Interview: Ryan Demaree

Updated: Dec 23, 2020




Ryan Demaree is a painter who lives in Toronto, Canada. He started painting in 2006. His style appears to be a modern take of surrealism mixed with pasty impasto and expressionist style.

1) What is your earliest memory of creating art? At what point did you decide to be an artist? Why did you make that decision?

I mean I did a lot of stuff growing up. I remember as a kid I used to draw monsters and dinosaurs a lot. I decided to take it seriously when I was about 18 years old (around 2009). I was really good at it and I figured it was enjoyable. 

2) What is the main obsession that you have with creating? What is the essence that you are trying to depict or convey in your artwork? What is the meaning of your art?

I just really like creating things to be honest. I know I am good at it, and it is like a release. Usually the real personal imagery .... surreal personal imagery is the essence that I am trying to convey in my work. Usually I latch onto icons (like dinosaurs or asteroid or ape) and manipulate them in certain way to show an idea in my head. Whatever that is on the dinosaur's head, inside the nest, is the dinosaur's thoughts. The nest is like a brain, and whatever is the idea is in the nest coming out of it. I usually use dinosaurs a lot because they are gone and out of view, and they used to dominate the planet. It's like a mythical being that we knew were there, but we don't have a video record of them.

3) What do you admire about Salvador Dali? What did you learn from trying to reproduce his paintings?


He's definitely in my top three painters - Dali, van Gogh, and Jackson Pollock - for me. Dali was technically the most skilled painter ever, in my opinion. The way he manipulated the imagery and the icons was very fascinating because it's similar to the work that I do now. You can say the same thing about Rene Magritte.


I learned... just the discipline of the technical aspect painting... the discipline getting into the mindset of that painting. It's extremely technical and difficult. Also I learned to understand the history of painting. There's a lot that you learn from it. Also just getting into Dali's mind is like knowing one of best painters of our time... on technical and conceptual level as well.


4) Do you identify with the cavemen and dinosaurs in your paintings? If so why? 


Yeah I would say so. I don't know. It's kind of like an outsider feel. The idea is to relate to Dali in a certain extent. I have learned a lot from it. A lot of stuff I worked with is very primitive and creature-like.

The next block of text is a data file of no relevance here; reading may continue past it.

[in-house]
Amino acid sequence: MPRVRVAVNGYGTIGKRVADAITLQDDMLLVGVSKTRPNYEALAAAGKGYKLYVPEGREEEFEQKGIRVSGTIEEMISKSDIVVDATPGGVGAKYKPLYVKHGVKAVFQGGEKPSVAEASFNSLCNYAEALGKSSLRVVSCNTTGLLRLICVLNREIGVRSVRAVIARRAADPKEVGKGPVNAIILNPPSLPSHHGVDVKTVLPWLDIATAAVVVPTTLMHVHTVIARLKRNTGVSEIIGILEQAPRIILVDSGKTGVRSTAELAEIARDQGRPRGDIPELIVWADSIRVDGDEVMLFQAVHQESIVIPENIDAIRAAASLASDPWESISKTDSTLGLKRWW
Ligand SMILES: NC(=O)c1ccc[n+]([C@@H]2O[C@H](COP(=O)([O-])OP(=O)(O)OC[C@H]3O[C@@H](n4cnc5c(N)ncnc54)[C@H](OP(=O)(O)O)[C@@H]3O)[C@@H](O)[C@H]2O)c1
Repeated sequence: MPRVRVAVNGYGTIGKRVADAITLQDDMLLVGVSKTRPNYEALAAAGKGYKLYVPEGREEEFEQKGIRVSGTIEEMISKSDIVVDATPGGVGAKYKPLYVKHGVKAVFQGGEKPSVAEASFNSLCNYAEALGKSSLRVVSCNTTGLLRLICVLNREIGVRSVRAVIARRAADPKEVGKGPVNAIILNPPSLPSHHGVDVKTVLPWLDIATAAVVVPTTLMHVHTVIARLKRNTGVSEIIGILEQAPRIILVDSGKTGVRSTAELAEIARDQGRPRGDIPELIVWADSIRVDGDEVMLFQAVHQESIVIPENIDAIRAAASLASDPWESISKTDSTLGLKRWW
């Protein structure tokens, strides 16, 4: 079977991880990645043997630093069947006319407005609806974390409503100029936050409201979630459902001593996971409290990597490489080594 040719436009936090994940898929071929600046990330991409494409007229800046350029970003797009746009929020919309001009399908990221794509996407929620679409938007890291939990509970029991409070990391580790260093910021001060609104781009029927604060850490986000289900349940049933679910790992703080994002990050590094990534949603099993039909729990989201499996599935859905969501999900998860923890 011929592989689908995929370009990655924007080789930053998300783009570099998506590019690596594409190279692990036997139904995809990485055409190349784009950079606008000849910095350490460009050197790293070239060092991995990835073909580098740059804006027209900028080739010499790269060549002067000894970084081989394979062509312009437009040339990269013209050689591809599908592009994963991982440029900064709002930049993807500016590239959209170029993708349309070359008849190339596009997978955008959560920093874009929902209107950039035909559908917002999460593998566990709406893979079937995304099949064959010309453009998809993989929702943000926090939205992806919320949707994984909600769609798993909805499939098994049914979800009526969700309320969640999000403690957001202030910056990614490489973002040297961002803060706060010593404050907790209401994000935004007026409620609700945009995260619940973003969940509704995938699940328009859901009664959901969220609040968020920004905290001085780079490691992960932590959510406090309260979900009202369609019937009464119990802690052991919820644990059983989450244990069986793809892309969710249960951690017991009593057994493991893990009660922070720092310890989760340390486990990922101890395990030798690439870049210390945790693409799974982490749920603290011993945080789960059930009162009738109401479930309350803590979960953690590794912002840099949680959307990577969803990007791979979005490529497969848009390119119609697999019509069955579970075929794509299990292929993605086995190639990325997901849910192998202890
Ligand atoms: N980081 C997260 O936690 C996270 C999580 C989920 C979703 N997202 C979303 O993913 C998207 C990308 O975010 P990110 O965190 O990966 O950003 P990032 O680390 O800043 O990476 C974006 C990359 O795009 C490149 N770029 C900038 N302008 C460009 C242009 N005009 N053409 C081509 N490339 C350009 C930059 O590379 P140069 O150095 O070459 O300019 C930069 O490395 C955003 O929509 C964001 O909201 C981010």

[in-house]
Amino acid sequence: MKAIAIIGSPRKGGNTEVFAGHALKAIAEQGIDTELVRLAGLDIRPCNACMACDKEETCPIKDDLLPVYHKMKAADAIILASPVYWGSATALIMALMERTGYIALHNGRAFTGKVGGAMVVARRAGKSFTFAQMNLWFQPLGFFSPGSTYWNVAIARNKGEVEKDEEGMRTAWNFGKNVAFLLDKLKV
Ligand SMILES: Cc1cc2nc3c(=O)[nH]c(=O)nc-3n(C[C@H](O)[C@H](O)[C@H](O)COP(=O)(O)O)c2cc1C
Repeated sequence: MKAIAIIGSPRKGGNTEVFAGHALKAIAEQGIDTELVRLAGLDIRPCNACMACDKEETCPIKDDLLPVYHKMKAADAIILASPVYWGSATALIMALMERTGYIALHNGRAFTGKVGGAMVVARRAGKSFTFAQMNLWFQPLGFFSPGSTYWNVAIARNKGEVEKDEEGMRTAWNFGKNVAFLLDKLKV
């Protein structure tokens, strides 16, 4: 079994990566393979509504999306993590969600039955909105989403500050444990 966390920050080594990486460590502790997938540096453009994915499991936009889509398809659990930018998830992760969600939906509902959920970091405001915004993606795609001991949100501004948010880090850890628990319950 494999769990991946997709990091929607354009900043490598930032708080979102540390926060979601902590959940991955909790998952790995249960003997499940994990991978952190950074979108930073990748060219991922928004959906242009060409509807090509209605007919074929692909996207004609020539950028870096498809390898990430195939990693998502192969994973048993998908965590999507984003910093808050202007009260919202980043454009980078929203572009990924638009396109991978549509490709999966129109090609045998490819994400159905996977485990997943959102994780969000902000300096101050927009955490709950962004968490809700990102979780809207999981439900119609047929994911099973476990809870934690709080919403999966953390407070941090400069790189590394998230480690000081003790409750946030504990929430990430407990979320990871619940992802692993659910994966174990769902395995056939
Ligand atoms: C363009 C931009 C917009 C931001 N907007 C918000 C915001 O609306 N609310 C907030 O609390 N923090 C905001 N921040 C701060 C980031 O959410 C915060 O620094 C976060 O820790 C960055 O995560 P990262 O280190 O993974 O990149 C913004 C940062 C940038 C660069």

5) Tell us about your experiments and research with vintage paint and pigments. Has this knowledge and practice given you an edge as an artist? How?


I've researched medieval and renaissance paintings a lot. Recently I've had more experience studying 19th century art materials. For instance I own 4 tubes of genuine emerald green, and I have done tests on them - lightfastness, reactivity, transparency, and permanence. Same thing with mummy brown, except I had to recreate it basically using cow flesh and resin.


It just helps me understand the history of color and painting. With the paintings that I am trying to do now ... some of it makes a difference with the materials that I use. In some instance, knowing the materials can affect the outcome. These pigments, such emerald green, mummy brown, and Tyrian purple, can be very toxic and mostly are out of reach in current times. 

6) What do you think about conceptual art? Has it benefited our modern society and culture, or made it digress in some ways? 

I am not a fan of it overall... I think art after abstract expressionism in the 1950s has been degenerate and not contributing much. Most of it is very empty, stolen imagery... most of it is wishy washy nonsense. Most of it is very politically and socially active... a lot of it is not technically skilled and disciplined. It's too wishy washy. There is Yoko Onno having an exhibition where she is screaming into a microphone, or poop inside can, or Jeff Koon's balloons. It's all for shock and show. I say this as a painter. It doesn't work for me.

7) What are your hopes and aspirations? Where would you like to be in the next 20 years?

I just would like to make a decent living from what I do. And if I can gain any fame or notoriety from that, it would be great. But generally I would just like to do what I like and make a decent living from it.



9 views0 comments

Recent Posts

See All
Notice:

The copyrights to all the works shared or featured on this site are owned by the artists.

Join our mailing list

© 2020 by Park Art Company. Proudly created with wix.com

  • Black Facebook Icon